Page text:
Spanish-English Contrasts: A Course in Spanish Linguistics

By M. Stanley Whitley | Go to book overview

Chapter 14
Introduction to the study of words and usage

14.0 What it means to know a word.
In addition to the phonology and grammar of their language, native speakers know its vocabulary or LEXICON. They learn and store each word as an item subject to the rules and categories of their language, and each LEXICAL ENTRY contains the information needed for using the word appropriately and accurately. For many readers, "lexical entry" may suggest what is recorded in a dictionary: syntactic category and subcategory (e.g., "transitive verb"), morphological peculiarities, pronunciation, and meaning(s). But the contents of one's mental lexical entry are richer than dictionaries can portray, inasmuch as meaning and usage tie in with the wealth of experiences that people have had, individually and collectively, in using language in sociocultural contexts and in a universe that they understand in specific ways.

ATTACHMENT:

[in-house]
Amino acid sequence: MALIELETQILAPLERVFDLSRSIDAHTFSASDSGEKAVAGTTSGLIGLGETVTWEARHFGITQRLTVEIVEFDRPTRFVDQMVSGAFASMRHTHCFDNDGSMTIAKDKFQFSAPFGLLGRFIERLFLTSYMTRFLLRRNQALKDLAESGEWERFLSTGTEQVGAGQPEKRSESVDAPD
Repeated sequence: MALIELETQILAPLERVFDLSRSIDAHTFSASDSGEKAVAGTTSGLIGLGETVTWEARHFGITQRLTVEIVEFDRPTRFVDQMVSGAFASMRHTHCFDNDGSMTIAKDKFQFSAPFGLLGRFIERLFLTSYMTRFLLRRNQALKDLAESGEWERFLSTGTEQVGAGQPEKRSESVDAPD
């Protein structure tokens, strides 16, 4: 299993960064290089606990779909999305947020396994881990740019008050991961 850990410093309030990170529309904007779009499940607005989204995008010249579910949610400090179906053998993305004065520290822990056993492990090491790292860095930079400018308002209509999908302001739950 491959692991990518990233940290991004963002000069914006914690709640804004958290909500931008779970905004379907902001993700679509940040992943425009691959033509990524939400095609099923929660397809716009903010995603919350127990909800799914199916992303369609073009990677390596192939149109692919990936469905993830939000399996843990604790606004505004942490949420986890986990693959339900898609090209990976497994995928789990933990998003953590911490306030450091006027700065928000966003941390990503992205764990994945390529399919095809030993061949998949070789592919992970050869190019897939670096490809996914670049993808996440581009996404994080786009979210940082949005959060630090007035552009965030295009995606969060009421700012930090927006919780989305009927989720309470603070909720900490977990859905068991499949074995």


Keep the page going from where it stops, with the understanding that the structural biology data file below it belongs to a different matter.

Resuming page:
14.1 An example: The meaning of compadre.
The breadth of knowledge contained by lexical entries can be illustrated by Spanish compadre. García-Pelayo y Gross (1983) gave it a definition that reads in part as follows:

COMPADRE m. Padrino del niño respecto de los padres y la madrina de éste. (SINÓN.
v. Padrino). || Fam. Amigo o conocido.

This definition is accurate, but it presupposes far more information than it states. It relies on the knowledge of what padrino, niño, padres, and madrina mean, and interpreting it requires complex linguistic and cognitive skills to pick up on points such as the following:
1. Padre has several senses (duly listed under PADRE), but it is assumed that the reader will consider the context of los padres and construe it as 'parents', not 'priests', 'ancestors', or 'fathers'. The reader must also draw on familiarity with biology and culture to fill in the connection between padres and niño.

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